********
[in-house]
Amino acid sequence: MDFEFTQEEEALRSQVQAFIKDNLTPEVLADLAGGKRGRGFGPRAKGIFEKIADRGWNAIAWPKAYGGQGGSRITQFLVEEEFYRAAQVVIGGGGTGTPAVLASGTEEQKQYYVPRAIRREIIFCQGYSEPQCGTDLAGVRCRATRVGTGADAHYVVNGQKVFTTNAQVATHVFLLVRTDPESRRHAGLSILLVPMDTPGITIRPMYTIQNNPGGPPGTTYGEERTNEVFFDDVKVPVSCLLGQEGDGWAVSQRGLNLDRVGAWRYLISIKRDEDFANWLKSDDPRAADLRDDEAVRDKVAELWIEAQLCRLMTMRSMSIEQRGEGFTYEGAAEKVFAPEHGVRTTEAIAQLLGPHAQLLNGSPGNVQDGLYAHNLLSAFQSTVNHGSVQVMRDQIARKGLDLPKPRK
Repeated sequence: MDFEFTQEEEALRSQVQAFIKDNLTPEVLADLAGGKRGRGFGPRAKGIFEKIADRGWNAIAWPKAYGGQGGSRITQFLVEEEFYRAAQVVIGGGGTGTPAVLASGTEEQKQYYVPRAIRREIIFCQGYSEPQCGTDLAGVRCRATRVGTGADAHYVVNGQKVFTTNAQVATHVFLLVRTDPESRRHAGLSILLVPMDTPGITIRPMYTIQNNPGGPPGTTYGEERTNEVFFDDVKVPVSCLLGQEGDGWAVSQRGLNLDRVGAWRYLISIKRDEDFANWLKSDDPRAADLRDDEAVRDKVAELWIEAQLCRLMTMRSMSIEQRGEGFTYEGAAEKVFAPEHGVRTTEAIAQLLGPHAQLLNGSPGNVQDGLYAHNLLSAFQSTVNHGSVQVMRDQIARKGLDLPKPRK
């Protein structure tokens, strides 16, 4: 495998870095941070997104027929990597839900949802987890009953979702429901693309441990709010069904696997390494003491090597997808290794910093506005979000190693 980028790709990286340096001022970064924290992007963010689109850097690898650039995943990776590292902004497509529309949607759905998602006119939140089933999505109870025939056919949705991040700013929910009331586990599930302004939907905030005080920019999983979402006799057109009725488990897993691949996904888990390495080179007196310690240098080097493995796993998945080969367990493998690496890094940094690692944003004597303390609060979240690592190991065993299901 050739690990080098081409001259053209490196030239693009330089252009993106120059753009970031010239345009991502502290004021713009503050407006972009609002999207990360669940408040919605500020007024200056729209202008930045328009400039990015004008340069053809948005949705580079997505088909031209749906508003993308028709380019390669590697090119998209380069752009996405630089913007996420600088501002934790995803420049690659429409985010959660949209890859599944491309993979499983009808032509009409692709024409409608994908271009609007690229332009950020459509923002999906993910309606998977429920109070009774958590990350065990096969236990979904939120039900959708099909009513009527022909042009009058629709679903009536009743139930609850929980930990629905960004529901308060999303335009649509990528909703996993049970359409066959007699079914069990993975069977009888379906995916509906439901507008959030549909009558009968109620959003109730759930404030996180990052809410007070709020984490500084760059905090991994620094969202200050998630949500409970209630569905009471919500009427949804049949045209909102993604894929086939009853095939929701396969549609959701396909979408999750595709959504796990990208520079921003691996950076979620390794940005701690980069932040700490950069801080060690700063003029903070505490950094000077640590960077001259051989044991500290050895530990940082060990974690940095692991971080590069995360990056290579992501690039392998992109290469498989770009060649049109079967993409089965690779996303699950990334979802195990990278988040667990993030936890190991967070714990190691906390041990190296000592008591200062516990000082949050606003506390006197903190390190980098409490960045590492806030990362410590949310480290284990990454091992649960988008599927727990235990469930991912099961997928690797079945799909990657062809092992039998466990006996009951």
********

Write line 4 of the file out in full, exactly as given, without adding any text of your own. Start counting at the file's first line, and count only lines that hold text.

């Protein structure tokens, strides 16, 4: 495998870095941070997104027929990597839900949802987890009953979702429901693309441990709010069904696997390494003491090597997808290794910093506005979000190693 980028790709990286340096001022970064924290992007963010689109850097690898650039995943990776590292902004497509529309949607759905998602006119939140089933999505109870025939056919949705991040700013929910009331586990599930302004939907905030005080920019999983979402006799057109009725488990897993691949996904888990390495080179007196310690240098080097493995796993998945080969367990493998690496890094940094690692944003004597303390609060979240690592190991065993299901 050739690990080098081409001259053209490196030239693009330089252009993106120059753009970031010239345009991502502290004021713009503050407006972009609002999207990360669940408040919605500020007024200056729209202008930045328009400039990015004008340069053809948005949705580079997505088909031209749906508003993308028709380019390669590697090119998209380069752009996405630089913007996420600088501002934790995803420049690659429409985010959660949209890859599944491309993979499983009808032509009409692709024409409608994908271009609007690229332009950020459509923002999906993910309606998977429920109070009774958590990350065990096969236990979904939120039900959708099909009513009527022909042009009058629709679903009536009743139930609850929980930990629905960004529901308060999303335009649509990528909703996993049970359409066959007699079914069990993975069977009888379906995916509906439901507008959030549909009558009968109620959003109730759930404030996180990052809410007070709020984490500084760059905090991994620094969202200050998630949500409970209630569905009471919500009427949804049949045209909102993604894929086939009853095939929701396969549609959701396909979408999750595709959504796990990208520079921003691996950076979620390794940005701690980069932040700490950069801080060690700063003029903070505490950094000077640590960077001259051989044991500290050895530990940082060990974690940095692991971080590069995360990056290579992501690039392998992109290469498989770009060649049109079967993409089965690779996303699950990334979802195990990278988040667990993030936890190991967070714990190691906390041990190296000592008591200062516990000082949050606003506390006197903190390190980098409490960045590492806030990362410590949310480290284990990454091992649960988008599927727990235990469930991912099961997928690797079945799909990657062809092992039998466990006996009951």